• Open a file such as /home/USERNAME/bin/local_ssh_tunnel
#!/bin/bash

#
# local_ssh_tunnel
#
# use proxy to connect to localhost no port 1080
#

SERVER=USERNAME@HOSTNAME

# 1080 is standard port
PORT=1080

if [ "$1" != "" ]
then :
SERVER="$1"
fi

AUTOSSH_GATETIME=0 AUTOSSH_PORT=20000 AUTOSSH_DEBUG=1 \
autossh -v -CND 1080 $SERVER
  • Save the script.
  • Run the following command:
chmod 700 /home/USERNAME/bin/local_ssh_tunnel
  • I then set the above script to run as a startup application inside of gnome in a terminal. In Ubuntu you can set this by doing the following steps.
  • Navigating to upper left-corner Application Icon > System > Preferences > Startup Applications
  • Clicking Add
  • Then filling out the fields:

 

 

Name: BACKGROUND SLST (Second Line SSH/Socks Tunnel)
Command: xterm -e /home/USERNAME/bin/local_ssh_tunnel
Comment: Runs SLST in the background in terminal window
  • Click Save
  • Close the startup
  • If you want this immediately, you can run /home/rejon/bin/local_ssh_tunnel inside of a terminal window.
  • Now, you can just leave the above open in the window and AUTOSSH will make sure to keep your ssh connection alive.
  • Then start on step 4 above in the <a href="#slst_unix">Linux/Unix Generic section</a>.

Windows

There is already a great guide for setting this all up in windows. I used it yesterday. Just remember to replace the HOSTNAME with your host and to use the port of your choosing. I use 1080 because its the standard port for this operation and generally not restricted for this activity on most systems.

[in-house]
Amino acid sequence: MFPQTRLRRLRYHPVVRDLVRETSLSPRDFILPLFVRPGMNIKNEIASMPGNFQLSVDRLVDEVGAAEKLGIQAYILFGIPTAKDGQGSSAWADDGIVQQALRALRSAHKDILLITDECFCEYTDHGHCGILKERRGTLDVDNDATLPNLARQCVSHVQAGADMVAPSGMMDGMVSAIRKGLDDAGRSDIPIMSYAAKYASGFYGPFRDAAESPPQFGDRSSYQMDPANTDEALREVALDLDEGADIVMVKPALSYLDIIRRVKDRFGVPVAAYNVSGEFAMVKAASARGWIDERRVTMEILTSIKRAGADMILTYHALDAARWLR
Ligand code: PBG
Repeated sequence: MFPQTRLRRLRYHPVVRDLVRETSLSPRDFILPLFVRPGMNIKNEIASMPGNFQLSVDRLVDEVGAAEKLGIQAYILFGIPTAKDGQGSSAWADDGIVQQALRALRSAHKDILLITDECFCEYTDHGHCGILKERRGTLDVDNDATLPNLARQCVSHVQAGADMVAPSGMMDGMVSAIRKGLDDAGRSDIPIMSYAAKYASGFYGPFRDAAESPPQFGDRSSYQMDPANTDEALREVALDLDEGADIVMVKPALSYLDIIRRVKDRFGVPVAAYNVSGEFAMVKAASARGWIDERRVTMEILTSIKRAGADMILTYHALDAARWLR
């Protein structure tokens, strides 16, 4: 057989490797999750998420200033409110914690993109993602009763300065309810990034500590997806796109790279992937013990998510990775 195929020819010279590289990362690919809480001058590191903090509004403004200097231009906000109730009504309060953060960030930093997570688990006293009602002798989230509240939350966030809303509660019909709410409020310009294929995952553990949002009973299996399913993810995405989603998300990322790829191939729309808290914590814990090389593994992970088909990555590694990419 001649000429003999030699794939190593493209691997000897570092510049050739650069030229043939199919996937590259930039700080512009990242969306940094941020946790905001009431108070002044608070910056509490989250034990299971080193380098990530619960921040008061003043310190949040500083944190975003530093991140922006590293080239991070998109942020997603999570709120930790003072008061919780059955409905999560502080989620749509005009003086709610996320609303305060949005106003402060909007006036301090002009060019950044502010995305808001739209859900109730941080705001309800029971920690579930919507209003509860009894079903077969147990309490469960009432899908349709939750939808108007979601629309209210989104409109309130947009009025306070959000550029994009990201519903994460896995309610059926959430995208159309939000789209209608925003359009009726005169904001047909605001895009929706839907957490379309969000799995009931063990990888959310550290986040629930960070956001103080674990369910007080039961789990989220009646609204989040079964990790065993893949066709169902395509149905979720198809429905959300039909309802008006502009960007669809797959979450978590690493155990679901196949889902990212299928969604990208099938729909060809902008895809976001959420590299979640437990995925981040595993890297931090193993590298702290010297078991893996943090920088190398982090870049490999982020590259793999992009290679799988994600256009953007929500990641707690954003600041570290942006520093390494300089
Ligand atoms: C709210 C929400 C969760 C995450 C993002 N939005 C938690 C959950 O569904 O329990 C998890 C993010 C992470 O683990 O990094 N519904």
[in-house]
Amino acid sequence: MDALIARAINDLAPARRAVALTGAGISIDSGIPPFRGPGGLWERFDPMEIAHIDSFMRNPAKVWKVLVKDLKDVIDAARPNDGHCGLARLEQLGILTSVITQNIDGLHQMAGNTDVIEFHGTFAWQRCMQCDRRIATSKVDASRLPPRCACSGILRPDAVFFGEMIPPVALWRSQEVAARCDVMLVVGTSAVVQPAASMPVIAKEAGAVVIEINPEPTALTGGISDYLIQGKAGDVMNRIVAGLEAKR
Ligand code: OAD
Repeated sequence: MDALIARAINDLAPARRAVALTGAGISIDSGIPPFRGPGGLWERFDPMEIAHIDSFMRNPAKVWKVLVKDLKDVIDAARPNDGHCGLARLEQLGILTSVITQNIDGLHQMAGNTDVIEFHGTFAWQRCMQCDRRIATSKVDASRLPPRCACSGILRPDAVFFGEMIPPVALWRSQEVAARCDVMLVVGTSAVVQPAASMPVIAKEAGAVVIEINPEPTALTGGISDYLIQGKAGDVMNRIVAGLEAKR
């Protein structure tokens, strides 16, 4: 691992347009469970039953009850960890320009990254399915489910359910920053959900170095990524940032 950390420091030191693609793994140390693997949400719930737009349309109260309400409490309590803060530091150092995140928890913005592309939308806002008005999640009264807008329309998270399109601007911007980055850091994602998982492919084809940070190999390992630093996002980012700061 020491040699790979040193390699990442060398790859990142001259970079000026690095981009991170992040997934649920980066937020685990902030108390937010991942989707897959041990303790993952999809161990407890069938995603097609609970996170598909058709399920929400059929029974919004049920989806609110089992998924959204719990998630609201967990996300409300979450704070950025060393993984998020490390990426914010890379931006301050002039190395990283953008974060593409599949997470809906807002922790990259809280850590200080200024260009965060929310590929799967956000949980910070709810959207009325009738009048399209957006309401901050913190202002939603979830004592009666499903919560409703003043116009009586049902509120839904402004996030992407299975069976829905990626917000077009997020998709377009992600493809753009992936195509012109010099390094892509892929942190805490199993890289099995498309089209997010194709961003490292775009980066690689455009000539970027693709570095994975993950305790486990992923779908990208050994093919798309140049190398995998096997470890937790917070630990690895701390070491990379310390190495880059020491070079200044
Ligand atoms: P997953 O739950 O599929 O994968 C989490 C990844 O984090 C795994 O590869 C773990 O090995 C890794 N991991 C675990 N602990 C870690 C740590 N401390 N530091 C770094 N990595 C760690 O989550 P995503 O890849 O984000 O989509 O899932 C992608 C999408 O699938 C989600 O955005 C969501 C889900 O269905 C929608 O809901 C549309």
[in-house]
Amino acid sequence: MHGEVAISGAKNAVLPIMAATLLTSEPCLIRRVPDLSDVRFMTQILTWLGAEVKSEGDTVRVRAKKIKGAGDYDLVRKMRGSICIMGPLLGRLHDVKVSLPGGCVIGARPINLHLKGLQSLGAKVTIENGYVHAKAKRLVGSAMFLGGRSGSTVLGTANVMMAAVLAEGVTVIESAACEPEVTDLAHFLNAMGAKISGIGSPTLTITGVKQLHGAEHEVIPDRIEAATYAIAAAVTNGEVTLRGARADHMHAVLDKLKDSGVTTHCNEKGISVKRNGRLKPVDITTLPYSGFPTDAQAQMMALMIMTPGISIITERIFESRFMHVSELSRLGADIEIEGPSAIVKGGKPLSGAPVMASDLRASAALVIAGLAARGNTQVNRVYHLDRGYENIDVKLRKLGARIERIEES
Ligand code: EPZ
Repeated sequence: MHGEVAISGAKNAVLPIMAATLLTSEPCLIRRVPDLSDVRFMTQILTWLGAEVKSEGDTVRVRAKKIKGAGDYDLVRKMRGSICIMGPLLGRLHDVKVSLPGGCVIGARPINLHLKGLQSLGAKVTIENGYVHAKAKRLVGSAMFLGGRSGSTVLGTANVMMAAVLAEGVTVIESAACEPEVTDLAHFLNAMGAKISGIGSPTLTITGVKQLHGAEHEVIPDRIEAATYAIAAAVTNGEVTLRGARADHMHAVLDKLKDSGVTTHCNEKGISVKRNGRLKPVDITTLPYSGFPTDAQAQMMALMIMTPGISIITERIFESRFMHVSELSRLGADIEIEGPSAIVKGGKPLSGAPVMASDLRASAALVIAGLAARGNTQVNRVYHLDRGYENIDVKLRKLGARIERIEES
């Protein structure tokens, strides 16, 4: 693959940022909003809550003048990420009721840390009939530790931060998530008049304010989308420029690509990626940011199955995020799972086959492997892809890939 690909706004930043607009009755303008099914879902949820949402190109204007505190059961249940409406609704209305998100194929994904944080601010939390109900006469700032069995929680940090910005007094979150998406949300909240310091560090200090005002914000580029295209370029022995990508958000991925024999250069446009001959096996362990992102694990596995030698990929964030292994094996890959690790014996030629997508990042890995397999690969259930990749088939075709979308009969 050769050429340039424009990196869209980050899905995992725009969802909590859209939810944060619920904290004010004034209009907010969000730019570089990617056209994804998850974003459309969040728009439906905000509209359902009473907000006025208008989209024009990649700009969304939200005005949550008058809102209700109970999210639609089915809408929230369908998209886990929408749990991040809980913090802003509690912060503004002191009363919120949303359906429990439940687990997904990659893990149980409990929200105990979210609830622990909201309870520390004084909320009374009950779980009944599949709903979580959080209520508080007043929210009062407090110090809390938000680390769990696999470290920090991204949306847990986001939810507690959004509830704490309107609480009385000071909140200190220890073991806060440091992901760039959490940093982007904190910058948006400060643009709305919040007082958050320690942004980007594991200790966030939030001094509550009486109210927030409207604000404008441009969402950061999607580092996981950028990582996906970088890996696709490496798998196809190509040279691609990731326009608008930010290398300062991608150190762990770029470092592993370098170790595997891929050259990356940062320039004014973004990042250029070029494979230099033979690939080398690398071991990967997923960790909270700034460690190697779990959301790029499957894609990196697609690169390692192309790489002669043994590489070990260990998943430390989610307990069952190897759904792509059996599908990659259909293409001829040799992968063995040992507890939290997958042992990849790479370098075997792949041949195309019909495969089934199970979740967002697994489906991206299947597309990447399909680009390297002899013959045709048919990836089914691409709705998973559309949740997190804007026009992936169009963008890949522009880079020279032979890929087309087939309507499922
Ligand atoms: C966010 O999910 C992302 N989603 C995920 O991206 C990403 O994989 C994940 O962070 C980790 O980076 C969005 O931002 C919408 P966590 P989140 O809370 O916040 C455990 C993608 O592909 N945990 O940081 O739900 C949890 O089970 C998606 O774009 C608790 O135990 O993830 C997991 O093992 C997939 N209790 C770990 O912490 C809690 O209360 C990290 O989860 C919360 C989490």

Here is another guide, which is even better, but has pictures. I will merge my steps with this guide now:

  • Follow steps at for graphically setting up SLST until the setting up Firefox section, making sure to replace HOSTNAME, USERNAME and the port for the one of your choice.
  • Then start on step 4 above in the Linux/Unix Generic easy section for setting up Firefox with the correct settings.

ASIDE: Here is also another guide, which is helpful explaining the basic concepts in one page, but blocked by the GFW.

Mac OS X

Easy

Since Mac OS X is a Unix-based variant you can do the easy steps above. The crucial difference is that many don't know where one might find Mac's terminal in step 1.

  • Navigate to a finder window
  • Then navigate to the Utilities folder
  • Double-click the terminal to be able to enter commands
  • Continue with step 2 in the easy steps above

Advanced

Setup a SLST setup not on the command line, but using the SSH Tunnel Manager graphical application. I cannot find a graphical guide to doing this. One of the great things about using AUTOSSH in the Linux/Unix/Generic advanced guide is that it keeps the connection alive through suspend, or internet outtages. There should be an option to keep-alive the connection in the SSH Tunnel Manager. 

Article Attribution

This HowTo article originally appeared at rejon.org/wiki/IDEA_20090715_Second_Line_SSH_Tunnel and is republished here in modified form under a Creative Commons Attribution 3.0 License


Computers & Technology